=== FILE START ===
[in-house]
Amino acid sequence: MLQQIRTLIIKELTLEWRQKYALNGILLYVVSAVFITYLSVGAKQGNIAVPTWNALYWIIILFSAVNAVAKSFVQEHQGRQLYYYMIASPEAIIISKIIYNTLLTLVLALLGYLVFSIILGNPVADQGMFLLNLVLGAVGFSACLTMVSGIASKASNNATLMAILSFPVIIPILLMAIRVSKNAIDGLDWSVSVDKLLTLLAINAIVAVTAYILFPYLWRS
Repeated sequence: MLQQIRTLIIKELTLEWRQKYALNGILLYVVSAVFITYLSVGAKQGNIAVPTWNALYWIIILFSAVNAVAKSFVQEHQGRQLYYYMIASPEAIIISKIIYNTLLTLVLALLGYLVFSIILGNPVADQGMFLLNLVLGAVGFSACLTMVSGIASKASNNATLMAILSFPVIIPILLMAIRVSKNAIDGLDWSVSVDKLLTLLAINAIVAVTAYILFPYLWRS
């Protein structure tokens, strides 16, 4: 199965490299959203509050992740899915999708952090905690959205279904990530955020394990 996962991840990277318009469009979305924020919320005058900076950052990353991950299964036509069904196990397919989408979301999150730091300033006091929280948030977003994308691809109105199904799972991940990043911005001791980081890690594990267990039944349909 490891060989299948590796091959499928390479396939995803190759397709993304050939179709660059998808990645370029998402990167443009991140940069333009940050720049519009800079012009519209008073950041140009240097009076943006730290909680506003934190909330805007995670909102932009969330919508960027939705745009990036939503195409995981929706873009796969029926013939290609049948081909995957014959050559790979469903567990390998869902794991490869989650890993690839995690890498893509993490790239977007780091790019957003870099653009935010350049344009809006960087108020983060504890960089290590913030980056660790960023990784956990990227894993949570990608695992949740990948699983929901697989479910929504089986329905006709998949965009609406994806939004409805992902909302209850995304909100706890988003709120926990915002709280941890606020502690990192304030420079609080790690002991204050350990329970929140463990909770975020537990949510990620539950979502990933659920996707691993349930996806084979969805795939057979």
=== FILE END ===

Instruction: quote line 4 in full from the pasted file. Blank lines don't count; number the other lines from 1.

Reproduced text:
């Protein structure tokens, strides 16, 4: 199965490299959203509050992740899915999708952090905690959205279904990530955020394990 996962991840990277318009469009979305924020919320005058900076950052990353991950299964036509069904196990397919989408979301999150730091300033006091929280948030977003994308691809109105199904799972991940990043911005001791980081890690594990267990039944349909 490891060989299948590796091959499928390479396939995803190759397709993304050939179709660059998808990645370029998402990167443009991140940069333009940050720049519009800079012009519209008073950041140009240097009076943006730290909680506003934190909330805007995670909102932009969330919508960027939705745009990036939503195409995981929706873009796969029926013939290609049948081909995957014959050559790979469903567990390998869902794991490869989650890993690839995690890498893509993490790239977007780091790019957003870099653009935010350049344009809006960087108020983060504890960089290590913030980056660790960023990784956990990227894993949570990608695992949740990948699983929901697989479910929504089986329905006709998949965009609406994806939004409805992902909302209850995304909100706890988003709120926990915002709280941890606020502690990192304030420079609080790690002991204050350990329970929140463990909770975020537990949510990620539950979502990933659920996707691993349930996806084979969805795939057979």